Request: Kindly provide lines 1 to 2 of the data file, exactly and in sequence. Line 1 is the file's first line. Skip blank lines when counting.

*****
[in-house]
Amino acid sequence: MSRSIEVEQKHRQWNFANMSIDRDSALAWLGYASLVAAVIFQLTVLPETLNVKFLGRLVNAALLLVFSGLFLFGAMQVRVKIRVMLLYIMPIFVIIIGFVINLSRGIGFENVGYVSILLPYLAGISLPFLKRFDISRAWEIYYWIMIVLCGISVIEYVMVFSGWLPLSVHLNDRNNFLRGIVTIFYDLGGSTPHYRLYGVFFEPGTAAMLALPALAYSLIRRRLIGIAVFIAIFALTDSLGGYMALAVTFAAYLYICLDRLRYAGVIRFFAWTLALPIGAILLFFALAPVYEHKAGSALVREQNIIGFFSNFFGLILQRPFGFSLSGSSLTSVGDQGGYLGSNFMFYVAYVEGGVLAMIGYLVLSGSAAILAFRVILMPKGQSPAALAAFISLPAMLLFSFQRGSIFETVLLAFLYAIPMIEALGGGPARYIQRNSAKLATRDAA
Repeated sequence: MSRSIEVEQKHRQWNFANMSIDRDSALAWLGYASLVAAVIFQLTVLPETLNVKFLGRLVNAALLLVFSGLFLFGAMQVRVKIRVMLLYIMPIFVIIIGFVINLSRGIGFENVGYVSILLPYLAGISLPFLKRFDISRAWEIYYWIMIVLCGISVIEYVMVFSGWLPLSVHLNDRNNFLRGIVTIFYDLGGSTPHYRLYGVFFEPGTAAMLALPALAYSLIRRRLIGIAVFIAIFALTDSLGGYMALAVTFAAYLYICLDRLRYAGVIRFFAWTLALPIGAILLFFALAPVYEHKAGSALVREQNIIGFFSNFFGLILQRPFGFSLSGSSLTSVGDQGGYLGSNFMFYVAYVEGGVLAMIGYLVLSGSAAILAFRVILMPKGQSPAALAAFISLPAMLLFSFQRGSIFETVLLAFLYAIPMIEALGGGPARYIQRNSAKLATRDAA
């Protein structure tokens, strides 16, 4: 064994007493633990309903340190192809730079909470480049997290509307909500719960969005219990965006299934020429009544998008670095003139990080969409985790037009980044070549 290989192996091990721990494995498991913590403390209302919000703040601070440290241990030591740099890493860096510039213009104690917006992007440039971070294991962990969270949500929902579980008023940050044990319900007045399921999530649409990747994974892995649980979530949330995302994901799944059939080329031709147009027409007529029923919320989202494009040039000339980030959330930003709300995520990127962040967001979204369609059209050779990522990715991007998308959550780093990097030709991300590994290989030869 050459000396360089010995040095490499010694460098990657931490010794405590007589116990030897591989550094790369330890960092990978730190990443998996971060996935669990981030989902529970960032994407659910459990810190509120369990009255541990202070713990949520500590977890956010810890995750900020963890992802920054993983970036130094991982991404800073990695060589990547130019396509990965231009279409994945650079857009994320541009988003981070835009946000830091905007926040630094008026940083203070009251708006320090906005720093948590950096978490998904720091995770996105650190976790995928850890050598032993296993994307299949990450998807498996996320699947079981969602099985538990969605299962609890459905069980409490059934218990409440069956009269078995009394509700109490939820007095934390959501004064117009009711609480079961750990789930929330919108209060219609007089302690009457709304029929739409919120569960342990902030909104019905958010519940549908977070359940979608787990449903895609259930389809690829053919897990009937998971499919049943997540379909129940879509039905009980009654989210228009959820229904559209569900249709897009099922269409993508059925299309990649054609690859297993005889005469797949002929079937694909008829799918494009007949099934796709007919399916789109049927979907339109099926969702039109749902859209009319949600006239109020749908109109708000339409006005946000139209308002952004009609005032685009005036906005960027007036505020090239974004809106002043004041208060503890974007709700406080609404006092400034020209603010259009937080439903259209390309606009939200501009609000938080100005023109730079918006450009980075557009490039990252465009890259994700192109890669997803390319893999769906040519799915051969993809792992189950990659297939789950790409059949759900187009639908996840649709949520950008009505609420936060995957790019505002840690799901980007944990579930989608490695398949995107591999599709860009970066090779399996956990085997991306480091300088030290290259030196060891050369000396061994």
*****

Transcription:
[in-house]
Amino acid sequence: MSRSIEVEQKHRQWNFANMSIDRDSALAWLGYASLVAAVIFQLTVLPETLNVKFLGRLVNAALLLVFSGLFLFGAMQVRVKIRVMLLYIMPIFVIIIGFVINLSRGIGFENVGYVSILLPYLAGISLPFLKRFDISRAWEIYYWIMIVLCGISVIEYVMVFSGWLPLSVHLNDRNNFLRGIVTIFYDLGGSTPHYRLYGVFFEPGTAAMLALPALAYSLIRRRLIGIAVFIAIFALTDSLGGYMALAVTFAAYLYICLDRLRYAGVIRFFAWTLALPIGAILLFFALAPVYEHKAGSALVREQNIIGFFSNFFGLILQRPFGFSLSGSSLTSVGDQGGYLGSNFMFYVAYVEGGVLAMIGYLVLSGSAAILAFRVILMPKGQSPAALAAFISLPAMLLFSFQRGSIFETVLLAFLYAIPMIEALGGGPARYIQRNSAKLATRDAA